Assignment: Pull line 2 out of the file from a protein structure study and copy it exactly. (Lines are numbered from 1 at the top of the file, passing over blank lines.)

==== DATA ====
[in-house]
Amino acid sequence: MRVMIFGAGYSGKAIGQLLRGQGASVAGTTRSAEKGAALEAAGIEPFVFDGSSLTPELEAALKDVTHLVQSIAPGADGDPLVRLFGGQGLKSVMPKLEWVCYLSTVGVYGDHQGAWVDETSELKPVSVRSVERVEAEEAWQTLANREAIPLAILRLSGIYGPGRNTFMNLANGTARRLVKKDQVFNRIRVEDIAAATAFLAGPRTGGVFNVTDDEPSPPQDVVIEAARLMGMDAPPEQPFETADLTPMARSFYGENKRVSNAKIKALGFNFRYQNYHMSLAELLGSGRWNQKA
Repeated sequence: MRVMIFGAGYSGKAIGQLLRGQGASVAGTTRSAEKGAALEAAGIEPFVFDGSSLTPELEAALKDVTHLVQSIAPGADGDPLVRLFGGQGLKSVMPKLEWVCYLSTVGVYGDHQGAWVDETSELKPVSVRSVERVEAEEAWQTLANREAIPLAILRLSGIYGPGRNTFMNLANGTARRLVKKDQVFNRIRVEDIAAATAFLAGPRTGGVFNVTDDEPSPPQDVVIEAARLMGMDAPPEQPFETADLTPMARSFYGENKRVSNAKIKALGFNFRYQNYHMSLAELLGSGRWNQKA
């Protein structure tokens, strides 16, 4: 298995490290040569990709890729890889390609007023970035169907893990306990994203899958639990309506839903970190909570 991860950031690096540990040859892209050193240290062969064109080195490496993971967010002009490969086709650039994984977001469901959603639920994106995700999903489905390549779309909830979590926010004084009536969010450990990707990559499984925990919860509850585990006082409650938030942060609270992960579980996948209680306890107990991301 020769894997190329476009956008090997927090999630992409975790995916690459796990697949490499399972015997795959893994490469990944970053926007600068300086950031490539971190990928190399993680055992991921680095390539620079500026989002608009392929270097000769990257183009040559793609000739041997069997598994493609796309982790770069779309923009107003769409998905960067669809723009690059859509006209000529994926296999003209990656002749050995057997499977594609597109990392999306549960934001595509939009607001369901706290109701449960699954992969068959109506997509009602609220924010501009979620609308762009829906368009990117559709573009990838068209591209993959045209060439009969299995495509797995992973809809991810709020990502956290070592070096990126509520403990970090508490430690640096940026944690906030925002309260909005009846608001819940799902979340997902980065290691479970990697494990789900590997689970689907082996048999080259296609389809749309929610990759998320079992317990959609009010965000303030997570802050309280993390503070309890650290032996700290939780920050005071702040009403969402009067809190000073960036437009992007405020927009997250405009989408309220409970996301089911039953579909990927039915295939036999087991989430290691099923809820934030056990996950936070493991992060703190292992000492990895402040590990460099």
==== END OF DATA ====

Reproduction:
Amino acid sequence: MRVMIFGAGYSGKAIGQLLRGQGASVAGTTRSAEKGAALEAAGIEPFVFDGSSLTPELEAALKDVTHLVQSIAPGADGDPLVRLFGGQGLKSVMPKLEWVCYLSTVGVYGDHQGAWVDETSELKPVSVRSVERVEAEEAWQTLANREAIPLAILRLSGIYGPGRNTFMNLANGTARRLVKKDQVFNRIRVEDIAAATAFLAGPRTGGVFNVTDDEPSPPQDVVIEAARLMGMDAPPEQPFETADLTPMARSFYGENKRVSNAKIKALGFNFRYQNYHMSLAELLGSGRWNQKA